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by Richard Eisenbeis,

Kaoru Fukusawa is a popular manga artist whose first long-running series has just come to an end. But without his all-consuming work, Kaoru becomes disillusioned with the world around him—from the profit-driven nature of the manga industry to his marriage, where his wife values her work more than him. With his life spiraling more and more out of control the longer he is out of work, Kaoru becomes ever more self-destructive. Will he be able to find what he needs to go on, or will his downfall continue until he has nothing left?

Downfall, adapted from the Inio Asano manga of the same name, is a film that uses one man's midlife crisis to explore the hypocritical nature of both man and the society we have built. On one level, it is about the clash of ideals and reality. Kaoru believes himself to be a highbrow artist—that he created a manga for discerning readers rather than the vapid, unoriginal pandering of other, more popular creators. Even if sales declined a bit as his series continued, it was still a success. Yet, as soon as it wraps up, all his importance and notoriety quickly fade.

Kaoru never truly realized that, while he was focused on the art and the story he wanted to tell, he was alone in that. Everyone else was basically in it for their self-interests. His assistants put up with his squalid lifestyle and poor management to pad their resumes—hoping to one day have the clout and connections to publish their various manga. Meanwhile, his editor and the publisher are only concerned with the money. The moment he's not churning out new chapters, they're quick to move on and spend their time on other money-makers.

It is a damning look at the manga industry from a creator's point of view—that art matters less than money. New and creative niche stories have no place when mass appeal is the main driving force of the industry. So, it's easy to empathize with Kaoru as he is cast aside when it becomes apparent that he is stuck in a rut and won't be putting out a new work anytime soon.

Yet, as the film goes on, it becomes clear that there's a deeper level to what is going on—that it's not only about his ideals crashing against the harsh reality of the billion-dollar manga industry: It's about ego. Kaoru simply thinks he is better than other manga artists—that his work is true art while theirs is derivative drivel. The fact that he can be cast aside so easily spits in the face of that.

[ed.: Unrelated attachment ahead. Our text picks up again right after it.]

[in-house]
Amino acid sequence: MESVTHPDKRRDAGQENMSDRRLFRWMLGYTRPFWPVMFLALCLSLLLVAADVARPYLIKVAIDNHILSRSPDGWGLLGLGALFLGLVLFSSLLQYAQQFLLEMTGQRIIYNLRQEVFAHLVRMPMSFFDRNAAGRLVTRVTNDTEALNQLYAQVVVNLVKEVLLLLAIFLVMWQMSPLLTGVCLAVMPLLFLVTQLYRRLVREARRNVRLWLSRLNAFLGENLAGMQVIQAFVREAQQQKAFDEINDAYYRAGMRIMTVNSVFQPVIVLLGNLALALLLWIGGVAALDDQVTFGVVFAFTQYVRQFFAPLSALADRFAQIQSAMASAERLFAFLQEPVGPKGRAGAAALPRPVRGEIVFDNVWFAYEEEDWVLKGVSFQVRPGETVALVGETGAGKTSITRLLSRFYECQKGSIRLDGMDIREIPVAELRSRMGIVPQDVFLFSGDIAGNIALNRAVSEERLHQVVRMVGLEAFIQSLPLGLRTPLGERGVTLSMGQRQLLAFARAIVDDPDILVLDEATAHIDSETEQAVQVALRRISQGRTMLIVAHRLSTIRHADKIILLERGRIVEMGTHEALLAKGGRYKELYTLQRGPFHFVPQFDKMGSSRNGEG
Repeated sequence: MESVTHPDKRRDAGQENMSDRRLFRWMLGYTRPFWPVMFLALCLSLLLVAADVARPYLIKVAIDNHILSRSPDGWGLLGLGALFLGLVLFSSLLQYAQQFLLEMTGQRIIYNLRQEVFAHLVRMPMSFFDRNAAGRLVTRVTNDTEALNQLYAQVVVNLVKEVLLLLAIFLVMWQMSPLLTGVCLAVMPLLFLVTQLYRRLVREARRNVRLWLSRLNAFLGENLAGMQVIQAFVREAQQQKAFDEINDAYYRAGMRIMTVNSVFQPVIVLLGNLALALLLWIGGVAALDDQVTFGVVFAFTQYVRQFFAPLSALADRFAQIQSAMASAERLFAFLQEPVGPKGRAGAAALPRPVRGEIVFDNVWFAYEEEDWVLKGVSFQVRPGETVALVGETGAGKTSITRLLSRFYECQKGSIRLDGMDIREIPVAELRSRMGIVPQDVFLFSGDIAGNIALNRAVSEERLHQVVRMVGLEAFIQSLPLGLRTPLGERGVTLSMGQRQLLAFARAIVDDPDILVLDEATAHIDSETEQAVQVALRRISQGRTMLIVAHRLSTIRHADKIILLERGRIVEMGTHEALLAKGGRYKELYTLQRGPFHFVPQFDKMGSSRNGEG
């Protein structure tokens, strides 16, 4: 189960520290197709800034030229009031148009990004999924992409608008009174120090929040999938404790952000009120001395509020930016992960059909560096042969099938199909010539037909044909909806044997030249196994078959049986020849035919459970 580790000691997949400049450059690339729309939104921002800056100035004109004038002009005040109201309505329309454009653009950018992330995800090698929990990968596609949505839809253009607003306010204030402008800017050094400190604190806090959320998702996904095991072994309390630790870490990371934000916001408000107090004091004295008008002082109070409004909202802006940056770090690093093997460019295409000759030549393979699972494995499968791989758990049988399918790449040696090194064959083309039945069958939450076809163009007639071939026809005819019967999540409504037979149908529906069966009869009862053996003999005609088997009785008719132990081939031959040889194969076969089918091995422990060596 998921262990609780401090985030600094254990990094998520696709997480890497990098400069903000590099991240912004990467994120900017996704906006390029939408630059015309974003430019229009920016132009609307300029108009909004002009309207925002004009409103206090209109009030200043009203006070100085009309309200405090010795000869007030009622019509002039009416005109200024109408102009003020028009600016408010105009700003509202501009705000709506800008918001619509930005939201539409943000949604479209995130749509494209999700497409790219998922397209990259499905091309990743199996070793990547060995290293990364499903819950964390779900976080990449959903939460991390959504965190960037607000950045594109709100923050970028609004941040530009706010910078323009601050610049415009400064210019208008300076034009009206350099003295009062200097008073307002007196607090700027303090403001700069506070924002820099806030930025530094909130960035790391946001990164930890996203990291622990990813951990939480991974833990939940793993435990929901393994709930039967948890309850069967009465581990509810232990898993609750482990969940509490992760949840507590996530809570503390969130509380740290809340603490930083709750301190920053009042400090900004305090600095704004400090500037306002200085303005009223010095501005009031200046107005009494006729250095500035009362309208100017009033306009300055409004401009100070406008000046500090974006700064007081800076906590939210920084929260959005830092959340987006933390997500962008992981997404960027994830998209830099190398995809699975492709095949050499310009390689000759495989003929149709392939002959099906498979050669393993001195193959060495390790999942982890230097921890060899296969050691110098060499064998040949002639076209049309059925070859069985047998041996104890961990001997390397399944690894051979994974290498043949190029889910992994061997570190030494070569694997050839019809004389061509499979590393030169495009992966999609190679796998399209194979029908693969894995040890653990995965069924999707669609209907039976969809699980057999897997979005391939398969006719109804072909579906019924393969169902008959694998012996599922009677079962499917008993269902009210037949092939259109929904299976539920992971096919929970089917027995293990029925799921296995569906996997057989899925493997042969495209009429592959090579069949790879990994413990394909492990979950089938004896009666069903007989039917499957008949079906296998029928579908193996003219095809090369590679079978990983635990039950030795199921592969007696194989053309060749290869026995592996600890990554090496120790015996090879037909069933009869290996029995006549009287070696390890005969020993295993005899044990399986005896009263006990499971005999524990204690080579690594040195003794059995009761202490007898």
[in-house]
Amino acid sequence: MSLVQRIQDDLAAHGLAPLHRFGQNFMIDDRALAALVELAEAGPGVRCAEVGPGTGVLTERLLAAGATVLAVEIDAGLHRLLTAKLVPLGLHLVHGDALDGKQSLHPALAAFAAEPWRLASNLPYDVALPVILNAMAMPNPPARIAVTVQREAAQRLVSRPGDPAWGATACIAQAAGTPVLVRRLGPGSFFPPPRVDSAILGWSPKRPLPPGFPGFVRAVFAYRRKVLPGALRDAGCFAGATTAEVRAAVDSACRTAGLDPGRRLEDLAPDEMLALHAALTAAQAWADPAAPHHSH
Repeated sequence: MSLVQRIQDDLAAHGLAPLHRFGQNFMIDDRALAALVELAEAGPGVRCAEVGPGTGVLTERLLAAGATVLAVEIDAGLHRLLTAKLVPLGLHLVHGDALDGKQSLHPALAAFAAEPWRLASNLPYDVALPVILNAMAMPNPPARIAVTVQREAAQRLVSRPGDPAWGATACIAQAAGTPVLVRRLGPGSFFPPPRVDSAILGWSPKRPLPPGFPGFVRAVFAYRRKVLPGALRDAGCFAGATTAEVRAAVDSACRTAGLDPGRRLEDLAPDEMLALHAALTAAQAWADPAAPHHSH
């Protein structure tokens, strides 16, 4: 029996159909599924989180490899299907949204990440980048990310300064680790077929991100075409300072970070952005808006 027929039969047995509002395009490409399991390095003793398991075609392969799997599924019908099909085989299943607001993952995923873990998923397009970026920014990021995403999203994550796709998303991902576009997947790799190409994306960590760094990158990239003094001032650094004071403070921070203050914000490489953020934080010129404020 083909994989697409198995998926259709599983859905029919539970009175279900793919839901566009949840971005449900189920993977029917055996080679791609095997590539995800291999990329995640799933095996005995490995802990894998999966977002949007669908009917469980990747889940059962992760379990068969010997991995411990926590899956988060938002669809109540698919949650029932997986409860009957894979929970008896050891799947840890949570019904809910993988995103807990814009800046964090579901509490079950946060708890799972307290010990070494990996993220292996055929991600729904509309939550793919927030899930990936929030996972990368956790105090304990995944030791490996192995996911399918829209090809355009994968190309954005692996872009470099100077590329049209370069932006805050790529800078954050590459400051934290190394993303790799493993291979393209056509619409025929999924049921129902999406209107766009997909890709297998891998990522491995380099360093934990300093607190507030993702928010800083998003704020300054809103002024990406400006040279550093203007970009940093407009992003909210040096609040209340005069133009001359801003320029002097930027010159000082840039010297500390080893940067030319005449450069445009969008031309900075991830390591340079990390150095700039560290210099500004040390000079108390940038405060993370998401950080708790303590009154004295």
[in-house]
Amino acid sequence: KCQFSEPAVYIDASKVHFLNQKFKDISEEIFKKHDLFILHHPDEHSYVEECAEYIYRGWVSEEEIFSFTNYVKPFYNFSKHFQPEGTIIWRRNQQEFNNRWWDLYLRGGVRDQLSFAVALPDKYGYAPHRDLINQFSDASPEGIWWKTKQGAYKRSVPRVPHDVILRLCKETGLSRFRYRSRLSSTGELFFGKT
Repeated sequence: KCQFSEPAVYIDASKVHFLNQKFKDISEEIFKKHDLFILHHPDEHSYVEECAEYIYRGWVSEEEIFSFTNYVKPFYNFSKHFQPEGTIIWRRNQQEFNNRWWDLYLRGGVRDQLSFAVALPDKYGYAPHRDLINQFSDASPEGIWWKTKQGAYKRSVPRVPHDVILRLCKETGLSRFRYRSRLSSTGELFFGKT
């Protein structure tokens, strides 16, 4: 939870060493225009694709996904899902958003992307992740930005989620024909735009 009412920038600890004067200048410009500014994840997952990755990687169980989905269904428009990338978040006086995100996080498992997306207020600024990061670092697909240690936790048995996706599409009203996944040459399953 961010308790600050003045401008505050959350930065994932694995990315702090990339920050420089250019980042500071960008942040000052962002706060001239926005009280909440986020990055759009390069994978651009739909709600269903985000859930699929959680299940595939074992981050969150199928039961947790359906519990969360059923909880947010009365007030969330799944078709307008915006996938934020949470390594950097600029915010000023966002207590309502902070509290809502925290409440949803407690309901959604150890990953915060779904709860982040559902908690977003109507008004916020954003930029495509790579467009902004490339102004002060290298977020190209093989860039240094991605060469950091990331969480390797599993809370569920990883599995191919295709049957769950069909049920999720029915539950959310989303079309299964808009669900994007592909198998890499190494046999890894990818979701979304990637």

Kaoru wants what we all want: to be loved unconditionally. Yet, everyone he goes to in his time of need—be that his best friend or his wife—is likewise too caught up in their own lives to give him what he craves. He is quick to blame everyone for failing him—for continuing on normally while he spirals. But, at the same time, he cannot see his glaring problems.

What he takes away from the events in his life is that romantic or platonic love is transactional rather than unconditional. His wife puts her work first because he shows no interest in her or her life. Meanwhile, the sex worker he sees regularly is only willing to play pretend lovers and dote on him while he keeps paying. All those who fawned over him at work were only doing so for what he brought to the professional relationship. Therefore, the only way Kaoru can get the love he wants from those around him—what he got while he was in the midst of writing a successful manga—is to get over his ego and give them what they want. The question is, is he actually capable of doing so?

Given the pessimistic nature of the film, it should come as no surprise that it can be rather difficult to watch. Kaoru is far from a likable character, and the unvarnished look at the cutthroat manga industry is disheartening, to say the least. However, the film wouldn't be half as impactful if it weren't for the stellar directing of Naoto Takenaka. The film is filled with artistically powerful and creative shots, and much of the plot is conveyed through visual storytelling rather than dialogue or voiceover. The visuals are, in turn, heightened by the film's near absence of background music—significantly adding to the realism and the constant feeling of unease that permeates the film.

In the end, Downfall is an amazing live-action adaptation of a manga. It doesn't fall into the trap of trying to match its source material frame-for-frame, yet neither does it change things to the point that it recklessly discards important plot beats. But more than being a great adaptation, it is a great film—relentlessly delivering the story it wants to tell in a visually creative way. I won't be surprised if this movie becomes a film festival darling. But even if it doesn't, it is certainly worth a watch to anyone with an interest in the darker side of the manga industry and the struggles faced by manga creators.

Downfall will be released in Japanese theaters on March 17, 2023. There is currently no word on a North American release.

Overall : A-
Story : A-
Art : A
Music : B+

+ A look at the cutthroat nature of the manga industry from a manga creator's POV. A deep dive into the darker side of ego and the need to be loved.
Thoroughly unlikable main character whose actions make him hard to connect with.

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